Report: V.I. Head Start could be neglecting neediest kids
Published: July 22, 2014
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ST. THOMAS - An Inspector General's report has found that the territory's Head Start programs may have neglected the territory's neediest children.
The joint report was written by U.S. Department of Health and Human Services' and the Department of the Interior's Offices of Inspectors General. The purpose of the report was to review the V.I. Human Services Department processes for determining Head Start eligibility in the territory.
Head Start is a federal program that is operated using federal funds by the V.I. Human Services Department.
The territory has 24 Head Start centers on St. John, St. Thomas and St. Croix.
The Inspector General's report released last month reviewed Head Start records for the grant period of Sept. 1, 2009, to Aug. 31, 2010, during which time the territory received $8.3 million to run the Head Start program.
During that time period, the local program served 894 children and had 214 children on the waiting list.
"Children are automatically eligible for enrollment in the Head Start program if they are homeless, in foster care or a recipient of public assistance," the report states.
Each Head Start grantee must fill 10 percent of its enrollment with children with disabilities who need special education and related services. The 10 percent minimum can be waived if the grantee can prove they made an effort to comply but that not enough children with disabilities wished to participate.
The remaining slots are supposed to go to needy children based on their parents' income.
When determining whether a child is eligible for Head Start, Human Services staff assign a score to each applicant to rank children based on level of need.
The department uses a computerized system - the Child Output Planning Assessment - to rank the children.
Out of the total 893 children enrolled in the V.I. Head Start program as of Aug. 31, 2010, the audit looked at 100 randomly selected children determined to be eligible for Head Start, including 10 children with disabilities.
"We determined that 11 of the 100 children in our random sample received more priority selection points than they should have. On the basis of our sample results, we estimated that 84 children - nearly one in every 10 - enrolled in the Head Start program as of August 31, 2010, received more priority selection points than they should have, potentially placing them in the Head Start program ahead of needier children on the program's waiting list because DHS retains waiting list priority rankings only for the current enrollment," the report said.
The inspectors general said they could not determine whether the territory's neediest children received priority when Human Services was filling Head Start slots because the financial eligibility data entered in the computer system was inaccurate; the department did not keep documents needed to determine eligibility; and Human Services did not meet the required enrollment level for children with disabilities.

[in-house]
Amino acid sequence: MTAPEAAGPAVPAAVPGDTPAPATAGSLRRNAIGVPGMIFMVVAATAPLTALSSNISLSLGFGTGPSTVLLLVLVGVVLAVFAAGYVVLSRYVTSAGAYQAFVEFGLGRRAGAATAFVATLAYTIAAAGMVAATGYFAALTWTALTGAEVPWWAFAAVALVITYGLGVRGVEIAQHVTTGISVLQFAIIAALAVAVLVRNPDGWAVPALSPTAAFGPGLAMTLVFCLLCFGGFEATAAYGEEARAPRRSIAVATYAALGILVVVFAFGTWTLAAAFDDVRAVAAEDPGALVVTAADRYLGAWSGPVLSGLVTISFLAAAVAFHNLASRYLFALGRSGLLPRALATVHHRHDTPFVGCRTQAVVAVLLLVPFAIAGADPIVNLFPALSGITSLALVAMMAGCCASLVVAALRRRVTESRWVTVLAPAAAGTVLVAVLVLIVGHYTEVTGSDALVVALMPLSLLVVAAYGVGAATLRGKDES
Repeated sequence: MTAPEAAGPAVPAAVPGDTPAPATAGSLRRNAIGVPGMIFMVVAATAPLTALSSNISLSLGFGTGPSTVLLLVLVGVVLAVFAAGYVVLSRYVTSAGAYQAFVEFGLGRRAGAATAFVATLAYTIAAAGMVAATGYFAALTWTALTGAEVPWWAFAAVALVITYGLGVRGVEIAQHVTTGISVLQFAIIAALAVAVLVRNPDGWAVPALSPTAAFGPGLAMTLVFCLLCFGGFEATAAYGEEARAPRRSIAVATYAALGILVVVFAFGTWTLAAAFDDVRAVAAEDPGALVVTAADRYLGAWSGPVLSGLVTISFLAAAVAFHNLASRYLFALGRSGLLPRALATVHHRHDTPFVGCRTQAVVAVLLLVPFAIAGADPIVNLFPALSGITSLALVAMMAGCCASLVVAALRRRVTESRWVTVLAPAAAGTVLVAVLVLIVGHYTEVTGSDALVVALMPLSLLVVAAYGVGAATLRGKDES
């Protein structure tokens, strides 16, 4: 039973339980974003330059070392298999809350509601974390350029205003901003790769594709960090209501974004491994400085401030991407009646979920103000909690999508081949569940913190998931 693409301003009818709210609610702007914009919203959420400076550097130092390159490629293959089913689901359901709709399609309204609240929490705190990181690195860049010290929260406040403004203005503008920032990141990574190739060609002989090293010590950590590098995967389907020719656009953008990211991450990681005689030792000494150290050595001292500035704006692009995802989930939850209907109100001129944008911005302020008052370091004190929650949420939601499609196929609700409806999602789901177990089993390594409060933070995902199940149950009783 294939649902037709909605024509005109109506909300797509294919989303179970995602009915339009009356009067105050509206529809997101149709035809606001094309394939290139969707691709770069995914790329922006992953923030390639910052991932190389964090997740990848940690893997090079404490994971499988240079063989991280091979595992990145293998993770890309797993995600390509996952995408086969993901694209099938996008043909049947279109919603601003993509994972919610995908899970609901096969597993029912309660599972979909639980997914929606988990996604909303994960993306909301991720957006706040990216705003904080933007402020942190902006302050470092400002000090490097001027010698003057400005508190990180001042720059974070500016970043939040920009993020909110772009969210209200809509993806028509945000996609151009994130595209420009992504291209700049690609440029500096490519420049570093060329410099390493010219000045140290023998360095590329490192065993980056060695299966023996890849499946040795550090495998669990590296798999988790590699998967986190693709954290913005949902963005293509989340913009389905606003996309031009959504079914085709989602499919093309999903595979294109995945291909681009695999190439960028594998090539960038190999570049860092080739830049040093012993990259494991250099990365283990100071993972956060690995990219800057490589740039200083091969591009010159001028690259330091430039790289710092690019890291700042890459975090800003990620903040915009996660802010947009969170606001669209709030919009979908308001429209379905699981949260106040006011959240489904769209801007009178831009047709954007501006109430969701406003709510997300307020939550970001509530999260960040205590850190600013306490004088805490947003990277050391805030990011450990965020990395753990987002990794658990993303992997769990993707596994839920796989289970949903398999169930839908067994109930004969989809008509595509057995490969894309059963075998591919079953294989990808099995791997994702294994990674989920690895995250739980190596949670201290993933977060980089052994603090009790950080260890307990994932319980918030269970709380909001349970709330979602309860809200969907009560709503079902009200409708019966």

The Inspector General's report recommended the V.I. Human Services Department:
- Ensure financial eligibility determinations are based on accurate information.
- Retain records of documents used to determine a child's eligibility.
- Ensure the enrollment and/or waiver requirements are met for children with disabilities.
Human Services response
Overall, the V.I. Human Services Department concurred with the report's findings and recommendations.
Human Services Commissioner Christopher Finch said he disagreed with one of the report's findings about two children included in the sample who were homeless.
The Inspector General said enough documentation did not exist to support the claim of homelessness, but Finch said it did. Human Services maintained that the places the children were staying could not provide documentation without jeopardizing themselves and the families they are sheltering.
The Inspector General said in one of the cases, the only indication of the child's homelessness was a notation on a sticky note in the file.
Finch said the department has addressed many of the concerns raised in the report, changing the process for entering financial eligibility information into the computer system and using the annual income levels from the appropriate year to determine eligibility. Finch also said that under the federal standards, the children with disabilities are children who have had Individual Education Plans created for them.
While the number of disabled children enrolled in Head Start during the audit period was just less than the 10 percent, that was only the children with Individual Education Plans, according to Finch. Several other children would have met the requirements but did not yet have educational plans drafted for them, he said.
If those children were included in the tally, the Human Services Department would have exceeded the 10 percent requirement, according to Finch.
Finch said the department has pursued and received waivers for the subsequent years if the numbers of disabled children enrolled in Head Start fell below 10 percent. Additionally, he said Human Services has increased communication with the V.I. Education Department to refer children suspected to have disabilities to Education to be assessed and have an Individual Education Plan developed for them if needed.
- Contact reporter Aldeth Lewin at 714-9111 or email email@example.com.